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# Descriptive statistics. Frequency distributions and their graphs. (Section 2.1)

## 1. Descriptive Statistics

2Descriptive Statistics

Elementary Statistics

Larson

Larson/Farber Ch 2

Farber

## 2. Section 2.1

FrequencyDistributions and

Their Graphs

## 3. Frequency Distributions

Minutes Spent on the Phone102

71

103

105

109

124

104

116

97

99

108

112

85

107

105

86

118

122

67

99

103

87

87

78

101

82

95

100

125

92

Make a frequency distribution table with five classes.

Larson/Farber Ch 2

## 4. Frequency Distributions

Classes - the intervals used in the distributionClass width - the range divided by the number of classes,

round up to next number

greatest # - smallest #

# of classes

ALWAYS ROUND UP

Lower class limit - the smallest # that can be in the class

Upper class limit - the greatest # that can be in the class

Frequency - the number of items in the class

Larson/Farber Ch 2

## 5. Frequency Distributions

Midpoint - the sum of the limits divided by 2lower class limit + upper class limit

2

Relative frequency - the portion (%) of data in that class

class frequency (f)

sample size (n)

Cumulative frequency – the sum of the frequencies for that

class and all previous classes

Larson/Farber Ch 2

## 6. Construct a Frequency Distribution

Minimum = 67, Maximum = 125Number of classes = 5

Class width = 12

Class

67

Limits

78

79

90

5

91

102

8

103

114

9

126

115

Do all lower class limits first.

Larson/Farber Ch 2

Tally

3

5

## 7. Other Information

MidpointClass

Relative

Frequency

Cumulative

Frequency

67 - 78

3

72.5

0.10

3

79 - 90

5

84.5

0.17

8

91 - 102

8

96.5

0.27

16

103 - 114 9

108.5

0.30

25

115 - 126 5

120.5

0.17

30

Larson/Farber Ch 2

## 8. Frequency Histogram

A bar graph that represents thefrequency distribution of the data set

1. horizontal scale uses class boundaries

or midpoints

2. vertical scale measures frequencies

3. consecutive bars must touch

Class boundaries - numbers that separate classes

without forming gaps between them

Larson/Farber Ch 2

## 9. Frequency Histogram

ClassBoundaries

67 - 78

3

66.5 - 78.5

79 - 90

5

78.5 - 90.5

91 - 102

8

90.5 - 102.5

Time on Phone

9

9

103 -114

9

102.5 -114.5

8

8

7

115 -126

5

114.5 -126.5

6

5

5

5

4

3

3

2

1

0

66.5

78.5

90.5

102.5

minutes

Larson/Farber Ch 2

114.5

126.5

## 10. Relative Frequency Histogram

A bar graph that represents the relativefrequency distribution of the data set

Same shape as frequency histogram

1. horizontal scale uses class boundaries

or midpoints

2. vertical scale measures relative

frequencies

Larson/Farber Ch 2

## 11. Relative Frequency Histogram

Relative frequencyTime on Phone

minutes

Relative frequency on vertical scale

Larson/Farber Ch 2

## 12. Frequency Polygon

A line graph that emphasizes thecontinuous change in frequencies

1. horizontal scale uses class midpoints

2. vertical scale measures frequencies

Larson/Farber Ch 2

## 13. Frequency Polygon

Class67 - 78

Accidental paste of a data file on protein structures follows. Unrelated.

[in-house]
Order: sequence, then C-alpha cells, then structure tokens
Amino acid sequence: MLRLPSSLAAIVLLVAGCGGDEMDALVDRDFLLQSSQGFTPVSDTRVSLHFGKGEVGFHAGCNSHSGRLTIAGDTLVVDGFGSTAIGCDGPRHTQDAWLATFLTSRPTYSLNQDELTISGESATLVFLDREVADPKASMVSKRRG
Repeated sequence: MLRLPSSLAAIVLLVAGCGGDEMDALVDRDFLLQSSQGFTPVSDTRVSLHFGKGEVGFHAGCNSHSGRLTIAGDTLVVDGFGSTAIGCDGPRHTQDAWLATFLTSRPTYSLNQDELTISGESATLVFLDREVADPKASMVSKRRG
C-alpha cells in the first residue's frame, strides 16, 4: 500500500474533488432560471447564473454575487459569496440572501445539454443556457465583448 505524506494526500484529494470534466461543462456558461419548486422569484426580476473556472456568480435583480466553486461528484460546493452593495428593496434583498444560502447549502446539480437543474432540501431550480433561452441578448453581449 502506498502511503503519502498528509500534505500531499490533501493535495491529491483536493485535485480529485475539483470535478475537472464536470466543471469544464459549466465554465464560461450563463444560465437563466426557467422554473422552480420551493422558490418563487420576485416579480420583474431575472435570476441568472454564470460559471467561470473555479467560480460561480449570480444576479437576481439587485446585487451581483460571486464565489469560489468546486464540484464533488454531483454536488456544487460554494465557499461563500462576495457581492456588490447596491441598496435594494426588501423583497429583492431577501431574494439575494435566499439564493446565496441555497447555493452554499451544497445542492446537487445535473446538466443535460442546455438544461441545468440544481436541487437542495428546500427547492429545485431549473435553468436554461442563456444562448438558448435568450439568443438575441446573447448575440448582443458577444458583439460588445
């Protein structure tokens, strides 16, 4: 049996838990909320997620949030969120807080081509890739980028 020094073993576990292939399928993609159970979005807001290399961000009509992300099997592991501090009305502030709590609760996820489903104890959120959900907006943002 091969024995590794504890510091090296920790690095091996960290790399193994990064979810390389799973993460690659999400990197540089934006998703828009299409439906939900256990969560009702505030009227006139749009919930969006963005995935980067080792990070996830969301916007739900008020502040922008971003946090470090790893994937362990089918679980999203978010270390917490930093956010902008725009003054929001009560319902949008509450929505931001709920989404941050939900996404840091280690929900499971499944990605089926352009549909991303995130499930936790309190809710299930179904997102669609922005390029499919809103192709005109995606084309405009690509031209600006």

Time on Phone

3

9

9

79 - 90

91 - 102

5

8

8

8

7

6

103 -114

9

5

115 -126

5

3

5

5

4

3

2

1

0

72.5

84.5

96.5

108.5

120.5

minutes

Mark the midpoint at the top of each bar. Connect consecutive

midpoints. Extend the frequency polygon to the axis.

Larson/Farber Ch 2

## 14. Ogive

Also called a cumulative frequency graphA line graph that displays the cumulative

frequency of each class

1. horizontal scale uses upper boundaries

2. vertical scale measures cumulative

frequencies

Larson/Farber Ch 2

## 15. Ogive

Cumulative FrequencyAn ogive reports the number of values in the data set that

are less than or equal to the given value, x.

Minutes on Phone

30

30

25

20

16

10

8

3

0

Larson/Farber Ch 2

0

66.5

78.5

90.5

102.5

minutes

114.5

126.5

## 16. Section 2.2

More Graphs andDisplays

## 17. Stem-and-Leaf Plot

-contains all original data-easy way to sort data & identify outliers

Minutes Spent on the Phone

102 124 108

86 103

82

71 104 112 118

87

95

103 116

85 122

87 100

105

97 107

67

78 125

109

99 105

99 101

92

Key values:

Larson/Farber Ch 2

Minimum value = 67

Maximum value = 125

## 18. Stem-and-Leaf Plot

Lowest value is 67 and highest value is 125, so liststems from 6 to 12.

Never skip stems. You can have a stem with NO leaves.

Stem

6|

7|

8|

9|

10 |

11 |

12 |

Larson/Farber Ch 2

Leaf

Stem

12 |

11 |

10 |

9|

8|

7|

6|

Leaf

## 19. Stem-and-Leaf Plot

6 |77 |18

8 |25677

9 |25799

10 | 0 1 2 3 3 4 5 5 7 8 9

11 | 2 6 8

12 | 2 4 5

Key: 6 | 7 means 67

Larson/Farber Ch 2

## 20. Stem-and-Leaf with two lines per stem

Key: 6 | 7 means 671st line digits 0 1 2 3 4

2nd line digits 5 6 7 8 9

1st line digits 0 1 2 3 4

2nd line digits 5 6 7 8 9

Larson/Farber Ch 2

6|7

7|1

7|8

8|2

8|5677

9|2

9|5799

10 | 0 1 2 3 3 4

10 | 5 5 7 8 9

11 | 2

11 | 6 8

12 | 2 4

12 | 5

## 21. Dot Plot

-contains all original data-easy way to sort data & identify outliers

Minutes Spent on the Phone

66

76

86

96

minutes

Larson/Farber Ch 2

106

116

126

## 22. Pie Chart / Circle Graph

• Used to describe parts of a whole• Central Angle for each segment

NASA budget (billions of $) divided

among 3 categories.

Billions of $

Human Space Flight

5.7

Technology

5.9

Mission Support

2.7

Larson/Farber Ch 2

Construct a pie chart for the data.

## 23. Pie Chart

Billions of $Human Space Flight

Technology

Mission Support

Total

5.7

5.9

2.7

14.3

Degrees

143

149

68

360

Mission

Support

19%

Human

Space Flight

40%

Technology

41%

Larson/Farber Ch 2

NASA Budget

(Billions of $)

## 24. Pareto Chart

-A vertical bar graph in which theheight of the bar represents

frequency or relative frequency

-The bars are in order of

decreasing height